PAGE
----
Do’s and Don’ts of Helping Someone With Anxiety


– Carolyn Moriarty, LCPC


Everyone experiences anxiety from time to time. However, people with anxiety disorders experience excessive and persistent worry about any number of things. Often times, it interferes with their ability to function at work, school and socially. In order to best help someone with an anxiety disorder, is important to understand their experience. Use the steps below as your roadmap to being the best support you can be.

Understanding anxiety

There are variety of anxiety disorders. Each one is unique and presents differently. Start by familiarizing yourself with the specific type of anxiety your friend or loved one is coping with.

Generalized Anxiety Disorder (GAD)

Individuals with generalized anxiety disorder experience excessive worrying about multiple different things, more days than not, to the point that it may interfere with their physical and mental health.

Individuals with GAD may:

    • experience physiological sensations such as stomach distress, muscle tension, fatigue, heart palpitations, irritability
    • experience sleep difficulties (falling asleep, waking up frequently) secondary to the physical sensations brought on by worry.
    • worry about topics that are concerns shared by most people but have difficulty turning off a worry and often spiral to imagining the worst-case scenario.
    • have trouble trying new experiences (travel; recreational/social activities) as they have difficulty tolerating the uncertainty of not knowing exactly what to expect and/or how to “control” the situation.


Social Anxiety Disorder

Individuals with social phobia are excessively concerned with the negative judgment of others. While they remain interested in social connections, they tend to avoid social interactions to reduce their distress and discomfort. The vast majority of adults with social phobia report having experienced this worry for as long as they could remember, and typically describe having been shy and quiet during their school years.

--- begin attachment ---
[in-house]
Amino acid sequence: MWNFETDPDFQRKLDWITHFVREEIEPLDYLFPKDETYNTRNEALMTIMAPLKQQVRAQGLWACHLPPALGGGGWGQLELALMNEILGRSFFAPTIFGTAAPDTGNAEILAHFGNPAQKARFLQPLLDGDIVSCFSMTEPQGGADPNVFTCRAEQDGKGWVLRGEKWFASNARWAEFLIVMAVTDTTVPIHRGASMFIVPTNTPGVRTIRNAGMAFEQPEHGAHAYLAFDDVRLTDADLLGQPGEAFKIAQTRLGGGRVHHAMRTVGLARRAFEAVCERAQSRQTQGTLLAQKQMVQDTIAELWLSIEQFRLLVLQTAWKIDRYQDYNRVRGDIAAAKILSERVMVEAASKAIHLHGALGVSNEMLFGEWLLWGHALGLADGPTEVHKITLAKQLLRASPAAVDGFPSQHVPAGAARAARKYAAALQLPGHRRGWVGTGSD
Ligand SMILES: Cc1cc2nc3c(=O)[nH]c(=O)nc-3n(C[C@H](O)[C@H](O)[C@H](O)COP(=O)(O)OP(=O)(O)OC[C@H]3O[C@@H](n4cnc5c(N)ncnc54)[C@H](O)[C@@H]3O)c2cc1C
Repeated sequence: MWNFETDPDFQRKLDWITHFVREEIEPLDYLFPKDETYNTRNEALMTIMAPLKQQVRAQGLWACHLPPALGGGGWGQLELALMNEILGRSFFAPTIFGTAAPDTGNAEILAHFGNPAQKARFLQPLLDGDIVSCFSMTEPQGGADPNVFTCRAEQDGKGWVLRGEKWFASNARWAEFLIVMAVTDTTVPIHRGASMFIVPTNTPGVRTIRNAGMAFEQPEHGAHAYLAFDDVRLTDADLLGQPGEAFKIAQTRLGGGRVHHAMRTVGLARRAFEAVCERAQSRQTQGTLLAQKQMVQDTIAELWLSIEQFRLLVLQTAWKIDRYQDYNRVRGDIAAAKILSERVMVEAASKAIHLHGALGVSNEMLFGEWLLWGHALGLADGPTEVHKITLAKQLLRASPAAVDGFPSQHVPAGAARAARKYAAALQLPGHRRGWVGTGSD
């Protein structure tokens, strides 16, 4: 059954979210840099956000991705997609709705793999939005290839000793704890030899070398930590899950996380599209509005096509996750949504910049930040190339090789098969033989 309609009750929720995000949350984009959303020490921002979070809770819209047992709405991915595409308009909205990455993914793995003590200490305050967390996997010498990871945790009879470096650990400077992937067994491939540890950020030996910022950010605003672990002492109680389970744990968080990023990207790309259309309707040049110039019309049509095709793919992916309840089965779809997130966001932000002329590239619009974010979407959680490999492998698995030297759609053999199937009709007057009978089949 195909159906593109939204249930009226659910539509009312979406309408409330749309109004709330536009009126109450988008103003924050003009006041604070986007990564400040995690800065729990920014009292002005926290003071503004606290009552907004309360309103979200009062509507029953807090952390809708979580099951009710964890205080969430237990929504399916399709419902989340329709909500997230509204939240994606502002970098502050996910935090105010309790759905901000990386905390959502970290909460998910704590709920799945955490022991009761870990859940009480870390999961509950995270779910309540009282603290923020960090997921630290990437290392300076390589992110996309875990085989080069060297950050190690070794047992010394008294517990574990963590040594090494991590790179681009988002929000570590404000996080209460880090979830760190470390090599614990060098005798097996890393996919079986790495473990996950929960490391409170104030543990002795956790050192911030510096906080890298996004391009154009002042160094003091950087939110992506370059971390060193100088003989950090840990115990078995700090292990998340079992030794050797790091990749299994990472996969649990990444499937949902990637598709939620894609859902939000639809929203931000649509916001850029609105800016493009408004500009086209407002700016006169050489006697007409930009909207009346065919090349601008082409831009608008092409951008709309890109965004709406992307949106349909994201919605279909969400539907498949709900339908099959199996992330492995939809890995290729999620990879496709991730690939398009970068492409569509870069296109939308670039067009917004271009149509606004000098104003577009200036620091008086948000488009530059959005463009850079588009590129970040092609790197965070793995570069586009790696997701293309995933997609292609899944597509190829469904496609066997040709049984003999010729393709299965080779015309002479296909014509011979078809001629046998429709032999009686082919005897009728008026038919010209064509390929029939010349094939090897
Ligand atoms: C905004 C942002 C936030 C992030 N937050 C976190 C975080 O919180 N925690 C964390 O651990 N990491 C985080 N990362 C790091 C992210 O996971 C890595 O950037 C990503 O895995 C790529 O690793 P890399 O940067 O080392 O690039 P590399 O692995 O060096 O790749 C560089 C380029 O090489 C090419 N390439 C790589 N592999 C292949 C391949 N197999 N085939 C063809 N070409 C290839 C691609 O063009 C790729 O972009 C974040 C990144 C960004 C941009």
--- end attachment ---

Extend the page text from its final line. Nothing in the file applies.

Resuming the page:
Individuals with social anxiety disorder may:

    • experience physical sensations accompanying anxiety such as stomach upset, difficulty concentrating, shaking, voice trembling, and blushing
    • find it difficult to initiate conversations, express opinions/be assertive, speak in groups, make eye contact, tell jokes, and take risks, particularly in dating situations.
    • become isolated and depressed
    • overextend themselves socially in order to please everyone. These people appear socially comfortable and connected, but express very little social enjoyment due to their constant need for approval by others.


Panic Attacks & Panic Disorder with Agoraphobia

A panic attack is defined as the emergence of four or more physiological sensations (e.g., racing heart, dizziness, light-headedness, stomach distress, trembling, feelings of derealization) peaking in intensity within 10 minutes.  Panic attacks are common in all anxiety disorders and in the general public. However, those who suffer from panic disorder have persistent fear of having a panic attack in a situation in which they cannot escape or get help.

People who experience panic disorder may:

    • fear a catastrophic outcome from panic attacks; for example, I am going to lose control of myself, I am going to die, I am going to go crazy, and/or I am going to embarrass myself.
    • avoid situations that might elicit a panic attack (called Agoraphobia).


Acknowledge the Anxiety

May people with anxiety disorders may be too anxious to ask for help or support. Or they may not even fully realize the extent to which their anxiety is impacting them.

In this case, try saying something like:

  • “How are things going?”
  • “It seems like there is something on your mind. Do you want to talk about it?”
  • “I don’t think worries are silly. I’m not going to judge you if you tell me.”


What to say: the Dos and Don’ts

After letting your friend or loved one know that you are ready to listen with a non-judgmental ear, be mindful of what type of further support is helpful and unhelpful.


  • Listen without interrupting
  • Validate their feelings
  • Ask if there is anything you can do to help


  • Interrupt to offer generic advice, or turn the conversation back to a similar experience you had
  • Provide too much reassurance. It is better to help the anxious person acknowledge the possibility that things might not turn out in their favor, rather than reinforce the notion that the possibility is too scary to think about.
  • Minimize their experience by being dismissive



Seeking Mental Health Support

If you believe you or a loved one could benefit from understanding more about their anxiety, consider scheduling an appointment with Chicago Counseling Center. Our therapists can provide guidance, support, and strategies tailored to your specific needs. Meet our team to learn more!

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